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An application under test should function well on at least the four most popular browsers, Internet Explorer, Chrome, Safari and Firefox. It should also function well on any of the less popular browsers that the end user is likely to employ, as well as testing on mobile devices. The standard multi-browser test is run on a single computer employing one browser at a time using the same test script.
Testing then moves on to determining application functionality on different versions of the same browser. Different versions of different browsers are tested. These tests are limited to those versions of the different browsers that the application is intended to support, for example Internet Explorer version eight and onward.
Checking that the application works correctly when run concurrently on more than one browser is useful in determining functionality when multiple users are logged is using different browsers. Concurrent testing looks for glitches such as updates not being communicated between browsers, and users being logged in on more than one browser at a time. It also looks for any odd browser interactions.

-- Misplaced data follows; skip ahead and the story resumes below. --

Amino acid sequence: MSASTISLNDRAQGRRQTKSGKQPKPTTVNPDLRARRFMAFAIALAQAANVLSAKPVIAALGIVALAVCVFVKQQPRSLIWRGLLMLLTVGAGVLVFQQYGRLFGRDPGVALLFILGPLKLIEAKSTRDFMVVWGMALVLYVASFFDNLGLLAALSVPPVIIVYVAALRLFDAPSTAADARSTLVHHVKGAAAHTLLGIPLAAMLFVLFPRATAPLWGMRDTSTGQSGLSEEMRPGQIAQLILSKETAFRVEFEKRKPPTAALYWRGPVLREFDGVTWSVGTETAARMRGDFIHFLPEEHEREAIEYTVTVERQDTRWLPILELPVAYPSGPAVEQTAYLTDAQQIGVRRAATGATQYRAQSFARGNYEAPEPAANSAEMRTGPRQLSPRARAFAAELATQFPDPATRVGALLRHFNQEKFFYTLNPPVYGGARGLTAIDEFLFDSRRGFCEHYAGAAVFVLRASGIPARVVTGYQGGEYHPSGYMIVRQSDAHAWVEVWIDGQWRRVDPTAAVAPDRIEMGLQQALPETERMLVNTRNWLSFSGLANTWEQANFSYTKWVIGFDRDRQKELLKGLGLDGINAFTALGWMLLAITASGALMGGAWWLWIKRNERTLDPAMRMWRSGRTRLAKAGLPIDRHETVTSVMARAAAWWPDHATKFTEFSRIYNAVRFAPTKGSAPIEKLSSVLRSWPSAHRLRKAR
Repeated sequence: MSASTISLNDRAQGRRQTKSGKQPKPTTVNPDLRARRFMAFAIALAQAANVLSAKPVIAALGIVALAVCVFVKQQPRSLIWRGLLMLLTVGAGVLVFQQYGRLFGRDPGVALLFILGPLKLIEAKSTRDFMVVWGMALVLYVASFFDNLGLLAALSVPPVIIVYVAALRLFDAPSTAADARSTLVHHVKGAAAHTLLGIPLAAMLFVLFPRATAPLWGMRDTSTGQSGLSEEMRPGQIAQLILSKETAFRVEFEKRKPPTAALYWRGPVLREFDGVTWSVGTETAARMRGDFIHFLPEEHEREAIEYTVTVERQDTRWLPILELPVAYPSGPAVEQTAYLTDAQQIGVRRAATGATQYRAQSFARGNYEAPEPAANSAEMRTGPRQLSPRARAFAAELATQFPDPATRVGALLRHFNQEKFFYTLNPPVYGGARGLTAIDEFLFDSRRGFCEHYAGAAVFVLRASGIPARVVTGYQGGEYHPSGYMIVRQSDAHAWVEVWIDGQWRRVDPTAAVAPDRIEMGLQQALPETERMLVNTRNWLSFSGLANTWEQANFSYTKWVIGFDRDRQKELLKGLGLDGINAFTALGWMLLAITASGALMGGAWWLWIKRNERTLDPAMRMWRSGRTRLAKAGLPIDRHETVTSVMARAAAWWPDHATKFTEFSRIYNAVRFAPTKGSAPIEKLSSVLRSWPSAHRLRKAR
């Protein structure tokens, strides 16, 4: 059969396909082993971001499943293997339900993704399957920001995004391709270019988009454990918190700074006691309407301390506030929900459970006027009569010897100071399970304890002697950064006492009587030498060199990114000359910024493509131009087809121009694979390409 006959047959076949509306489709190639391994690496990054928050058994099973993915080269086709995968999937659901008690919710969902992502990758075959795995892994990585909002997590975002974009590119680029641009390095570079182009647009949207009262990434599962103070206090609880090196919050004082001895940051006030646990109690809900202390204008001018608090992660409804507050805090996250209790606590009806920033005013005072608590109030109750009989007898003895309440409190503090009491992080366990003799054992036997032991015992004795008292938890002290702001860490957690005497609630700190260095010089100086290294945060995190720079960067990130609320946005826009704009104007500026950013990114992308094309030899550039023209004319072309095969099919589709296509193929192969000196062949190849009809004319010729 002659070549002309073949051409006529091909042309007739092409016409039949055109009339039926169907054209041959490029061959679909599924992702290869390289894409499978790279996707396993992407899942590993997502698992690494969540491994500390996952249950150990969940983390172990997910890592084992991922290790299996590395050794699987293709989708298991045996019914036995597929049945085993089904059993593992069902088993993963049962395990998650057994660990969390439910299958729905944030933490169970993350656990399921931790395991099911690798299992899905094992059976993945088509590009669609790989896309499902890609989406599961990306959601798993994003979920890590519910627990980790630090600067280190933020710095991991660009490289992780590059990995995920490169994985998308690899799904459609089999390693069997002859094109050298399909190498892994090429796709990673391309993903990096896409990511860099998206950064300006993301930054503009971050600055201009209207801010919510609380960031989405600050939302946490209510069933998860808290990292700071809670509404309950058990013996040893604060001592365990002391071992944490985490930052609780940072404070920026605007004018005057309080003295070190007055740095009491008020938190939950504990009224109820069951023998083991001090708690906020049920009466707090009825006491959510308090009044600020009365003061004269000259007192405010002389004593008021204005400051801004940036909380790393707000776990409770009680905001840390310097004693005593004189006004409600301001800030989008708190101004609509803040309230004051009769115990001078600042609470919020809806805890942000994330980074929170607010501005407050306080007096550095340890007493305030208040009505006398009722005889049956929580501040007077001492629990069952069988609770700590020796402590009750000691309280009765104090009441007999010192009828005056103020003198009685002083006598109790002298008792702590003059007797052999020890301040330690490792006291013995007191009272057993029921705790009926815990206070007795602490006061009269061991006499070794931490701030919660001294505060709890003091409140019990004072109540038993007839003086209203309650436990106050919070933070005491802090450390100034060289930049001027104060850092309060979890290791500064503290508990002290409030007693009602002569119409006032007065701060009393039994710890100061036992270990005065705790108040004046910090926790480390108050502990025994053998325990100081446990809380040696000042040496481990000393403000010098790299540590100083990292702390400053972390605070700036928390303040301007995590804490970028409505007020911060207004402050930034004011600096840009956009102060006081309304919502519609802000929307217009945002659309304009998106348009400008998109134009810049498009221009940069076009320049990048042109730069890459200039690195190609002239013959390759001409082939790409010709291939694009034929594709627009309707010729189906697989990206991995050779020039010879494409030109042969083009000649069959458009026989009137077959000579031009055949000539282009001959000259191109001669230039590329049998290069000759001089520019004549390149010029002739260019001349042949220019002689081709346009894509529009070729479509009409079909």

Usually, a single test script is usable on multiple browsers. Writing different test scripts for different browsers isn’t recommended unless absolutely necessary and it’s never wise to write a different script for each browser. This can cause confusion and make script maintenance difficult as the application is updated. You can get around this by writing a script that can run with manual testing on most browsers.
There are many other cross browser tests that look for everything from software incompatibility to the quality of fonts, size and position of elements and variations in colours. Cross browser functional tests are an important part of readying an application for release.
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